F-35A Lightning II Shows Its Sculpted Abs in the Clear Sky Over Alaska

The American military may be many things, but very creative when it comes to naming stuff it’s not. Take this, for instance: Agile Combat Employment (ACE). Three seemingly random words thrown in together so that a damn acronym can look good.
F-35A Lightning II 7 photos
Photo: USAF/Airman 1st Class Jose Miguel T. Tamondong
F-35A Lightning IIF-35 LightningF-35A Lightning IIF-35A Lightning IIF-35A Lightning IIF-35A Lightning II
ACE is, in essence, an operational concept that seeks to take advantage of any available resource, no matter where it is, to “deploy, disperse and maneuver combat capability to create dilemmas for near-peer adversaries.”

The U.S. Indo-Pacific Command gave not long ago an example of how ACE should work, so that we can all understand:

“Somewhere above the vast Pacific Ocean, a fighter aircraft has flown for hours, and its fuel supply is running low. Unable to return to its home station for fuel, that's when Agile Combat Employment (ACE) comes into play. Down below on a small island, three Airmen are waiting to refuel the aircraft and rapidly launch it back into the fight.”

Not sure if that explanation worked, but that essentially means a large number of bases can be used to help air forces conduct sorties. This, in turn, not only helps friendly forces, but also makes it harder for the enemy to strike a specific base, given how military units could always move operations from place to place.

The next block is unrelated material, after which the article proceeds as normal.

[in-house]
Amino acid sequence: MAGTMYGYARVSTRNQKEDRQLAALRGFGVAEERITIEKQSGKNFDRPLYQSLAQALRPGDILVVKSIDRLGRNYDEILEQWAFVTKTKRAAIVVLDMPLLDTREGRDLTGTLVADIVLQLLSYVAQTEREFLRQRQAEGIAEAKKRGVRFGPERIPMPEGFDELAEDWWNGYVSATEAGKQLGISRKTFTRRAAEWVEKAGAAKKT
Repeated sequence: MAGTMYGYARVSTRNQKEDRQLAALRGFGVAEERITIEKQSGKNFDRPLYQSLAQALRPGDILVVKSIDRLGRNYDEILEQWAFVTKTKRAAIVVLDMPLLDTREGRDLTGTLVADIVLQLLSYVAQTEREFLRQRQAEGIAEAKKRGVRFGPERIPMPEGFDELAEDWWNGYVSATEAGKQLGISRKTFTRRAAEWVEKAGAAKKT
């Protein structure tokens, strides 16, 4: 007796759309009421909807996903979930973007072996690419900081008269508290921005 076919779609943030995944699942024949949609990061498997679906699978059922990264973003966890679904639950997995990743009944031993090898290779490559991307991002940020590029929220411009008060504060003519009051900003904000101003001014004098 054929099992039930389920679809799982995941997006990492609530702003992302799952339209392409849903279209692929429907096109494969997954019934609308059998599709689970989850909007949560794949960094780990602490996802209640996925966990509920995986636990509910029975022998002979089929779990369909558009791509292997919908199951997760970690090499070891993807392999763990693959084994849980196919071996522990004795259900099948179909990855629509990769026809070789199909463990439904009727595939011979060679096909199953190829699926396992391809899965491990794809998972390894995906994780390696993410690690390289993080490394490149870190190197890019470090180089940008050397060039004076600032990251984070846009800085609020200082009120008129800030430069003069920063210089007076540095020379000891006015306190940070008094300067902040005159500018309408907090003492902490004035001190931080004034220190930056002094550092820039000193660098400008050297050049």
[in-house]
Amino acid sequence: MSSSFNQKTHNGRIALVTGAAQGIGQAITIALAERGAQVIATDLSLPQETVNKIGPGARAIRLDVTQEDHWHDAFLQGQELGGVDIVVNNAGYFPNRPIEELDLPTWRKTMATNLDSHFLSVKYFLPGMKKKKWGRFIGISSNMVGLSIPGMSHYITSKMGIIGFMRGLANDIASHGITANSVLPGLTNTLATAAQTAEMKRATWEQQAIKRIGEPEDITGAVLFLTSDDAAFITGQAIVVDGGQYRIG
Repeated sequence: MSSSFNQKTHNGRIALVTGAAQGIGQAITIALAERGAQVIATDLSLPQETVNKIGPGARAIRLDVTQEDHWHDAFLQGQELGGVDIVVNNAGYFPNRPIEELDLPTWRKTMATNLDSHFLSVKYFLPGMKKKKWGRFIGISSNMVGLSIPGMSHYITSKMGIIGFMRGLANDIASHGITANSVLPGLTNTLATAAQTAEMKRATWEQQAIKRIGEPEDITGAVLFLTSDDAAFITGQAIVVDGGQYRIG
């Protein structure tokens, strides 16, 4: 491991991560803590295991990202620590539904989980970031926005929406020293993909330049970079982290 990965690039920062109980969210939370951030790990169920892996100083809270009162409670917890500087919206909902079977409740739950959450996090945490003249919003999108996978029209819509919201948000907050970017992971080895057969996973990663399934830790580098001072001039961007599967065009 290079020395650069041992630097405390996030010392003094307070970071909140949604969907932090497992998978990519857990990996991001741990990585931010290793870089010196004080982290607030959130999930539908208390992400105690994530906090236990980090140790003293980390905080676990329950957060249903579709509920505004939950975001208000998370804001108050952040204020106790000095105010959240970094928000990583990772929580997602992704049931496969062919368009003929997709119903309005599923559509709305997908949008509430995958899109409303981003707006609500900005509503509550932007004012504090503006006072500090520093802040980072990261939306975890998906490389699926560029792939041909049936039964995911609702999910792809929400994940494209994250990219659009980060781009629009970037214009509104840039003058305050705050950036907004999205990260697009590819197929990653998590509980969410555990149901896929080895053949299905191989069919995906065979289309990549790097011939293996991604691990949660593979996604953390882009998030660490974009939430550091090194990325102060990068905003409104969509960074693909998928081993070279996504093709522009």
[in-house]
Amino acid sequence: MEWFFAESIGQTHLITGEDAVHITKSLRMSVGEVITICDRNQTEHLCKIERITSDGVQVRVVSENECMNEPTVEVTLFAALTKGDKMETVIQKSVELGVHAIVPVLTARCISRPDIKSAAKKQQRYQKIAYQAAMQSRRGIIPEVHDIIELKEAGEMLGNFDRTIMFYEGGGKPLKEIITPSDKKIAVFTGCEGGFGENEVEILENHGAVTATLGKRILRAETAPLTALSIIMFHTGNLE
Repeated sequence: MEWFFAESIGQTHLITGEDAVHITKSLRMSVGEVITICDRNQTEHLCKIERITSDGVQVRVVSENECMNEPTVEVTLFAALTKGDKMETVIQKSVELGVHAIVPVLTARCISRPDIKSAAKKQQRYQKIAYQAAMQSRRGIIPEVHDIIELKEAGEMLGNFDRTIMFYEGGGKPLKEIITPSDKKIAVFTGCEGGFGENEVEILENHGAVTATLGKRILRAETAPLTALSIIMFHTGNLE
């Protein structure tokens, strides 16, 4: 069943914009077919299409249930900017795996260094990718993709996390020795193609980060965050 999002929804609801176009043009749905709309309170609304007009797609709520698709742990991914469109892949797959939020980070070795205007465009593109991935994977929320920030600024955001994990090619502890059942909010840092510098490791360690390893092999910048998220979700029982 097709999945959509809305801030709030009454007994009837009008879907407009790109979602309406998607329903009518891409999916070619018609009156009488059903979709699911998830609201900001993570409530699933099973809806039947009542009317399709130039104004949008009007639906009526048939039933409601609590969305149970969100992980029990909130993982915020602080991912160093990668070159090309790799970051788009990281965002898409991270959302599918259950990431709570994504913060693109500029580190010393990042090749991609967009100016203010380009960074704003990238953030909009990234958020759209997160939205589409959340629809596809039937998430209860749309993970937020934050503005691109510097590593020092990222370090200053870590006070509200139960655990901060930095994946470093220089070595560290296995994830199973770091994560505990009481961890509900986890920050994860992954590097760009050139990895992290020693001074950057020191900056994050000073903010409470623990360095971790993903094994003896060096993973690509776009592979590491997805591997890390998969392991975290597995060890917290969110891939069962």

It was exactly such an ACE scenario that was practiced at Eielson Air Force Base in Alaska in mid-July. And it was there where the pic (click main photo to enlarge) showing a mighty F-35A Lightning II flying over a clear blue sky was taken.

This particular F-35 is deployed with the 354th Fighter Wing, the host unit at Eielson. Like all others of its kind, it’s an impressive metal beast, capable of incredible feats during combat – at least on paper, that is, as the plane was barely used in action since it first saw battle in 2018.

Packing a Pratt & Whitney engine, the plane can fly at speeds of Mach 1.6 and at altitudes of 50,000 ft (15,000 m). It can also deliver its deadly cargo of missiles and bombs to over 1,700 miles (2,800 km), the distance it can cover without refueling.

To date, there are close to 700 F-35s in different configurations serving the needs of about ten countries around the world.
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Editor's note: Gallery shows other F-35s.

About the author: Daniel Patrascu
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Daniel loves writing (or so he claims), and he uses this skill to offer readers a "behind the scenes" look at the automotive industry. He also enjoys talking about space exploration and robots, because in his view the only way forward for humanity is away from this planet, in metal bodies.
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